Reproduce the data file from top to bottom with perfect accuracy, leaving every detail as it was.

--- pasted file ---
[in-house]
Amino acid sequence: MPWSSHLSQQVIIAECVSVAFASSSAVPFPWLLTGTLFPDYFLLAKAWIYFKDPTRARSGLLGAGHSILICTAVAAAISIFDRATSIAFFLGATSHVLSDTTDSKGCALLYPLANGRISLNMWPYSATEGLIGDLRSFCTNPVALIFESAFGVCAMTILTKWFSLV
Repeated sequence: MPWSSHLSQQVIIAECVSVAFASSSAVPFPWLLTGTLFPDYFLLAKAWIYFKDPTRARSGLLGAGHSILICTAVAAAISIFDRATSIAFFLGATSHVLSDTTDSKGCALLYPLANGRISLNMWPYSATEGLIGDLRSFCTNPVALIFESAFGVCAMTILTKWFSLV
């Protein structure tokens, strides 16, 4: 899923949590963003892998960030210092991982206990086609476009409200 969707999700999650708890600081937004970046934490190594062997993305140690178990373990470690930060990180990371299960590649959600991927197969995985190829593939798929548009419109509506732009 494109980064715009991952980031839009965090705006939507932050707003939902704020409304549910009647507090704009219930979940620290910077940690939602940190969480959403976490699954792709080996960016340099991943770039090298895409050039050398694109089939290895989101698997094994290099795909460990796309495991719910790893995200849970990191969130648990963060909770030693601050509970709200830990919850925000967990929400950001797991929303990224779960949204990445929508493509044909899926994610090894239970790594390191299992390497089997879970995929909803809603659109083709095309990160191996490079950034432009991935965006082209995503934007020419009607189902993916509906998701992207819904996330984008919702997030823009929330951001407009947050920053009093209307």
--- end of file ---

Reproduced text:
[in-house]
Amino acid sequence: MPWSSHLSQQVIIAECVSVAFASSSAVPFPWLLTGTLFPDYFLLAKAWIYFKDPTRARSGLLGAGHSILICTAVAAAISIFDRATSIAFFLGATSHVLSDTTDSKGCALLYPLANGRISLNMWPYSATEGLIGDLRSFCTNPVALIFESAFGVCAMTILTKWFSLV
Repeated sequence: MPWSSHLSQQVIIAECVSVAFASSSAVPFPWLLTGTLFPDYFLLAKAWIYFKDPTRARSGLLGAGHSILICTAVAAAISIFDRATSIAFFLGATSHVLSDTTDSKGCALLYPLANGRISLNMWPYSATEGLIGDLRSFCTNPVALIFESAFGVCAMTILTKWFSLV
């Protein structure tokens, strides 16, 4: 899923949590963003892998960030210092991982206990086609476009409200 969707999700999650708890600081937004970046934490190594062997993305140690178990373990470690930060990180990371299960590649959600991927197969995985190829593939798929548009419109509506732009 494109980064715009991952980031839009965090705006939507932050707003939902704020409304549910009647507090704009219930979940620290910077940690939602940190969480959403976490699954792709080996960016340099991943770039090298895409050039050398694109089939290895989101698997094994290099795909460990796309495991719910790893995200849970990191969130648990963060909770030693601050509970709200830990919850925000967990929400950001797991929303990224779960949204990445929508493509044909899926994610090894239970790594390191299992390497089997879970995929909803809603659109083709095309990160191996490079950034432009991935965006082209995503934007020419009607189902993916509906998701992207819904996330984008919702997030823009929330951001407009947050920053009093209307």